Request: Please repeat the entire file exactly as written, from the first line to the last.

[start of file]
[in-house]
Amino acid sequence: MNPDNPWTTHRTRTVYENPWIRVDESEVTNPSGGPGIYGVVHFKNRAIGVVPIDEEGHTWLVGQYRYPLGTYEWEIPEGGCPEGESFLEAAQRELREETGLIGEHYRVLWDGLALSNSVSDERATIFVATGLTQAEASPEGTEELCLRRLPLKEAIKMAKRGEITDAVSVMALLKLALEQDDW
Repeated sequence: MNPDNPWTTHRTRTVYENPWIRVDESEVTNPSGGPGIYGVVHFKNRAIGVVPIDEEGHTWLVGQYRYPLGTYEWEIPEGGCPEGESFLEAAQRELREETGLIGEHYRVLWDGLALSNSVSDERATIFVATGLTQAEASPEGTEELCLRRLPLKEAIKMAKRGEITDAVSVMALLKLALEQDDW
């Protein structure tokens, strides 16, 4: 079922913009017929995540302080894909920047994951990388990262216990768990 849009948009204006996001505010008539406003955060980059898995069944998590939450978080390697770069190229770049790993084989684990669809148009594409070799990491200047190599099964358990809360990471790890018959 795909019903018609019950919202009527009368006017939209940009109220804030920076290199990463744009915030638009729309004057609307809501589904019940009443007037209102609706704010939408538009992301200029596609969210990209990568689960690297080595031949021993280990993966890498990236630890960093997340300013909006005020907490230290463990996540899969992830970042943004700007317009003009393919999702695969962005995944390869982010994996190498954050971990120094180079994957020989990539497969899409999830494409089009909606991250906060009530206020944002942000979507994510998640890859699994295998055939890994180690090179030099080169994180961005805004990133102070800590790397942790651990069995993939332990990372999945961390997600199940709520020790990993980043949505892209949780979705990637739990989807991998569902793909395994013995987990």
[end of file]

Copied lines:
[in-house]
Amino acid sequence: MNPDNPWTTHRTRTVYENPWIRVDESEVTNPSGGPGIYGVVHFKNRAIGVVPIDEEGHTWLVGQYRYPLGTYEWEIPEGGCPEGESFLEAAQRELREETGLIGEHYRVLWDGLALSNSVSDERATIFVATGLTQAEASPEGTEELCLRRLPLKEAIKMAKRGEITDAVSVMALLKLALEQDDW
Repeated sequence: MNPDNPWTTHRTRTVYENPWIRVDESEVTNPSGGPGIYGVVHFKNRAIGVVPIDEEGHTWLVGQYRYPLGTYEWEIPEGGCPEGESFLEAAQRELREETGLIGEHYRVLWDGLALSNSVSDERATIFVATGLTQAEASPEGTEELCLRRLPLKEAIKMAKRGEITDAVSVMALLKLALEQDDW
């Protein structure tokens, strides 16, 4: 079922913009017929995540302080894909920047994951990388990262216990768990 849009948009204006996001505010008539406003955060980059898995069944998590939450978080390697770069190229770049790993084989684990669809148009594409070799990491200047190599099964358990809360990471790890018959 795909019903018609019950919202009527009368006017939209940009109220804030920076290199990463744009915030638009729309004057609307809501589904019940009443007037209102609706704010939408538009992301200029596609969210990209990568689960690297080595031949021993280990993966890498990236630890960093997340300013909006005020907490230290463990996540899969992830970042943004700007317009003009393919999702695969962005995944390869982010994996190498954050971990120094180079994957020989990539497969899409999830494409089009909606991250906060009530206020944002942000979507994510998640890859699994295998055939890994180690090179030099080169994180961005805004990133102070800590790397942790651990069995993939332990990372999945961390997600199940709520020790990993980043949505892209949780979705990637739990989807991998569902793909395994013995987990």